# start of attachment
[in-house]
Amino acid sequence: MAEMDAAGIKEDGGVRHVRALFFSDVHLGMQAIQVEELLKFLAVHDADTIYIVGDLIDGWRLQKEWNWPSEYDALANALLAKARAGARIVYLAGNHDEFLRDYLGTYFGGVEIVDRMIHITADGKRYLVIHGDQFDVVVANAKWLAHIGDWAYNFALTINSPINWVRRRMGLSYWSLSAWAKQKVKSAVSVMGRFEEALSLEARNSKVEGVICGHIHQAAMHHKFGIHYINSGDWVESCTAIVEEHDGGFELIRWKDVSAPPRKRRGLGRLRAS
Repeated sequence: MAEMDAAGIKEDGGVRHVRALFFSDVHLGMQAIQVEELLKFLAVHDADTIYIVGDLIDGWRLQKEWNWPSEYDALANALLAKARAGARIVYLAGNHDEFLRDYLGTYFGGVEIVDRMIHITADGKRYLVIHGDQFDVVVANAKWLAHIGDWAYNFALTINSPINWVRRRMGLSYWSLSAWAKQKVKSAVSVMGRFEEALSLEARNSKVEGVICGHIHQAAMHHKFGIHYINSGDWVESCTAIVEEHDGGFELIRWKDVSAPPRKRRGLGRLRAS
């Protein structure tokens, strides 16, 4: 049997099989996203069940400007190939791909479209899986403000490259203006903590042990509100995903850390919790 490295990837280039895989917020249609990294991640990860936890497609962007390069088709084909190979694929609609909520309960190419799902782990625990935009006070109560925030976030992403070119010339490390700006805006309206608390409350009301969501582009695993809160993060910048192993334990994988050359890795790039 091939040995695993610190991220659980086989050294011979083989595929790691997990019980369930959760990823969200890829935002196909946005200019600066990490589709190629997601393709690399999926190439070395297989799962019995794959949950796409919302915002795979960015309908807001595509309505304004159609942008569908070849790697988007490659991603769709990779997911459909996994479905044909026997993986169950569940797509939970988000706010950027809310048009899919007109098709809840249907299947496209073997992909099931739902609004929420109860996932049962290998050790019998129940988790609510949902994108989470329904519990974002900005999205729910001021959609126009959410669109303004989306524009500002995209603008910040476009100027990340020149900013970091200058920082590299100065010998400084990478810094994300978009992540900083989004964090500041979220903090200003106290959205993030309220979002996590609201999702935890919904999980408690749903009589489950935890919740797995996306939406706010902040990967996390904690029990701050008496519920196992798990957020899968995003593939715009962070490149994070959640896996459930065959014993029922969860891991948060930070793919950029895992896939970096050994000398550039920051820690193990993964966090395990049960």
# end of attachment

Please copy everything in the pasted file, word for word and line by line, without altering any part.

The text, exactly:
[in-house]
Amino acid sequence: MAEMDAAGIKEDGGVRHVRALFFSDVHLGMQAIQVEELLKFLAVHDADTIYIVGDLIDGWRLQKEWNWPSEYDALANALLAKARAGARIVYLAGNHDEFLRDYLGTYFGGVEIVDRMIHITADGKRYLVIHGDQFDVVVANAKWLAHIGDWAYNFALTINSPINWVRRRMGLSYWSLSAWAKQKVKSAVSVMGRFEEALSLEARNSKVEGVICGHIHQAAMHHKFGIHYINSGDWVESCTAIVEEHDGGFELIRWKDVSAPPRKRRGLGRLRAS
Repeated sequence: MAEMDAAGIKEDGGVRHVRALFFSDVHLGMQAIQVEELLKFLAVHDADTIYIVGDLIDGWRLQKEWNWPSEYDALANALLAKARAGARIVYLAGNHDEFLRDYLGTYFGGVEIVDRMIHITADGKRYLVIHGDQFDVVVANAKWLAHIGDWAYNFALTINSPINWVRRRMGLSYWSLSAWAKQKVKSAVSVMGRFEEALSLEARNSKVEGVICGHIHQAAMHHKFGIHYINSGDWVESCTAIVEEHDGGFELIRWKDVSAPPRKRRGLGRLRAS
């Protein structure tokens, strides 16, 4: 049997099989996203069940400007190939791909479209899986403000490259203006903590042990509100995903850390919790 490295990837280039895989917020249609990294991640990860936890497609962007390069088709084909190979694929609609909520309960190419799902782990625990935009006070109560925030976030992403070119010339490390700006805006309206608390409350009301969501582009695993809160993060910048192993334990994988050359890795790039 091939040995695993610190991220659980086989050294011979083989595929790691997990019980369930959760990823969200890829935002196909946005200019600066990490589709190629997601393709690399999926190439070395297989799962019995794959949950796409919302915002795979960015309908807001595509309505304004159609942008569908070849790697988007490659991603769709990779997911459909996994479905044909026997993986169950569940797509939970988000706010950027809310048009899919007109098709809840249907299947496209073997992909099931739902609004929420109860996932049962290998050790019998129940988790609510949902994108989470329904519990974002900005999205729910001021959609126009959410669109303004989306524009500002995209603008910040476009100027990340020149900013970091200058920082590299100065010998400084990478810094994300978009992540900083989004964090500041979220903090200003106290959205993030309220979002996590609201999702935890919904999980408690749903009589489950935890919740797995996306939406706010902040990967996390904690029990701050008496519920196992798990957020899968995003593939715009962070490149994070959640896996459930065959014993029922969860891991948060930070793919950029895992896939970096050994000398550039920051820690193990993964966090395990049960």